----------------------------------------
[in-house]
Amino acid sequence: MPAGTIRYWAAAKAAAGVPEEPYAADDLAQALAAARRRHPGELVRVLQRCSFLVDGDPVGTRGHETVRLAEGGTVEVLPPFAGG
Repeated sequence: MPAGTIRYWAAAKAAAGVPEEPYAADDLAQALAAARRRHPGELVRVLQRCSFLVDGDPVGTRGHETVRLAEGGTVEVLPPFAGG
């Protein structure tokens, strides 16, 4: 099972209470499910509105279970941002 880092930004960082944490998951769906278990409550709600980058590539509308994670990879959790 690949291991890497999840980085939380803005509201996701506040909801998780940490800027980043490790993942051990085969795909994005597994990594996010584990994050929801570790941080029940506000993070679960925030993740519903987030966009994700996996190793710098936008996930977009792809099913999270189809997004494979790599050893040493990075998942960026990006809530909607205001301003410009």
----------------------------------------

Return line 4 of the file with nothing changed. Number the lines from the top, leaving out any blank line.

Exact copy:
């Protein structure tokens, strides 16, 4: 099972209470499910509105279970941002 880092930004960082944490998951769906278990409550709600980058590539509308994670990879959790 690949291991890497999840980085939380803005509201996701506040909801998780940490800027980043490790993942051990085969795909994005597994990594996010584990994050929801570790941080029940506000993070679960925030993740519903987030966009994700996996190793710098936008996930977009792809099913999270189809997004494979790599050893040493990075998942960026990006809530909607205001301003410009």